Pronouns

There are several types of pronouns, but most of us are concerned with nominative, objective, possessive, and reflexive (or compound).

Nominative pronouns can only be used as the subject of a verb or a sentence.
Objective pronouns can only be used as the object of a verb, sentence, or preposition.
Reflexive pronouns can only be used to direct action back to the subject (think mirror image) or as intensifiers.


Nominative

Objective
Possessive
Reflexive
(compound)
Before
Nouns
After
Nouns
I me my mine myself
you you your yours yourself
he him his his himself
she her her hers herself
it it its its itself
we us our ours ourselves
they them their theirs themselves
who whom whose whose

To decide which pronoun to use, many times it’s enough to just focus on them one at a time (ignore any others). Once you’ve chosen the correct pronoun, keep the form when you add back the other people.

Here’s how to do it!

Nominative pronouns are the subject of the verb.

Her / She and her mother went to the movies. Although it’s tempting to choose “Her” at the beginning of the sentence, it doesn’t work here. To make the right choice, ignore the words “and her mother.” Would you really say, “Her went to the movies”? No, you wouldn’t. You’d say, “She went to the movies.”

So, when you add back “her mother,” the complete sentence is “She and her mother went to the movies.”

Bill and I / me went out. Here, delete “Bill and.” Would you ever say “Me went out”? Probably not. You’d say “I went out.” So the sentence must be “Bill and I went out.”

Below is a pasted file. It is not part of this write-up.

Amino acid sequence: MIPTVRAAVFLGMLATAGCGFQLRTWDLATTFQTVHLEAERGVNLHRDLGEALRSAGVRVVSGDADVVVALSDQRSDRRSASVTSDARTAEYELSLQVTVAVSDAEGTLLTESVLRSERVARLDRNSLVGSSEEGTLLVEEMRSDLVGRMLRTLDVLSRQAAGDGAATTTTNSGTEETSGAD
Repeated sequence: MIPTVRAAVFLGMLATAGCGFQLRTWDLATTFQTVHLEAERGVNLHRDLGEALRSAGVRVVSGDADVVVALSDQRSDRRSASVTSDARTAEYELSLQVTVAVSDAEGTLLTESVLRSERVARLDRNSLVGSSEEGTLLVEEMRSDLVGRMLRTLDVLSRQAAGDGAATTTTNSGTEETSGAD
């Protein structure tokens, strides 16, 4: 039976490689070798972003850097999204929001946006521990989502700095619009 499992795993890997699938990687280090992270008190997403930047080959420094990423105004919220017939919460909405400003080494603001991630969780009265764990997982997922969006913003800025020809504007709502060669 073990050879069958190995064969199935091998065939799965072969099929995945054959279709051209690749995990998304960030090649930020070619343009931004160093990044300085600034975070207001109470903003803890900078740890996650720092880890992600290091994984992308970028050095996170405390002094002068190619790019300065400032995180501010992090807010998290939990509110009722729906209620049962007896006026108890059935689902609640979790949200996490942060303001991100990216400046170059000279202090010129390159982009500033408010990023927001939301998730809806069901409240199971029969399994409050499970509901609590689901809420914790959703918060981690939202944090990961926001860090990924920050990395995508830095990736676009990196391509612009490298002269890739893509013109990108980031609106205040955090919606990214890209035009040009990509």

She’s older than me / I. While most of us say, “She’s older than me,” it’s wrong. What’s missing is the verb at the end of the sentence, and even if we neither write nor say this verb, it governs the choice of the pronoun.

The real sentence with the verb is “She’s older than I am.”
(It’s bigger than we are. It’s smaller than he was.)

Can you ever end with the objective form in this type of sentence? Yes. It all depends on exactly what you mean.

  • Jack likes Fred better than me / I.
    • Could be “Jack likes Fred better than (he likes) me.
    • Could be “Jack likes Fred better than I (do).

For clarity in this type of situation, write the sentence out completely.

Objective pronouns are the object of a verb or a preposition.

Jon asked Liz and I / me to go with him/he and Sharon. First, remove Liz. You’re left with “Jon asked I” or “Jon asked me.”

You know that “me” is right. (Would you ever say “Jon asked I”?) Not likely.

Your second choice involves him / he. “Jon asked Liz to go with him.” Because “with” is a preposition, and because 99% of the time pronouns following prepositions will be objective case, you must use him.

Full sentence: Jon asked Liz and me to go with him and Sharon.

Reflexive pronouns must reflect back to the subject, referring to the same person. They’re used as a mirror image of the subject.

Jon asked Mary and myself / me to join him. There are two ways to decide which is correct. Either remove “Mary and,” and choose between “myself/me” alone, or ask yourself if “Jon” and “myself” are the same person. And they are not.

The correct sentence is “Jon asked Mary and me to join him.”

You can say “Jon cut himself while shaving.” (Jon and himself are the same person.)

Reflexive pronouns are also used as intensifiers — making a statement stronger and more certain by the repetition. For example:

I myself saw Joan fall down.

These pronouns DO NOT EXIST: hisself, themself, ourself, theirselves, theirself.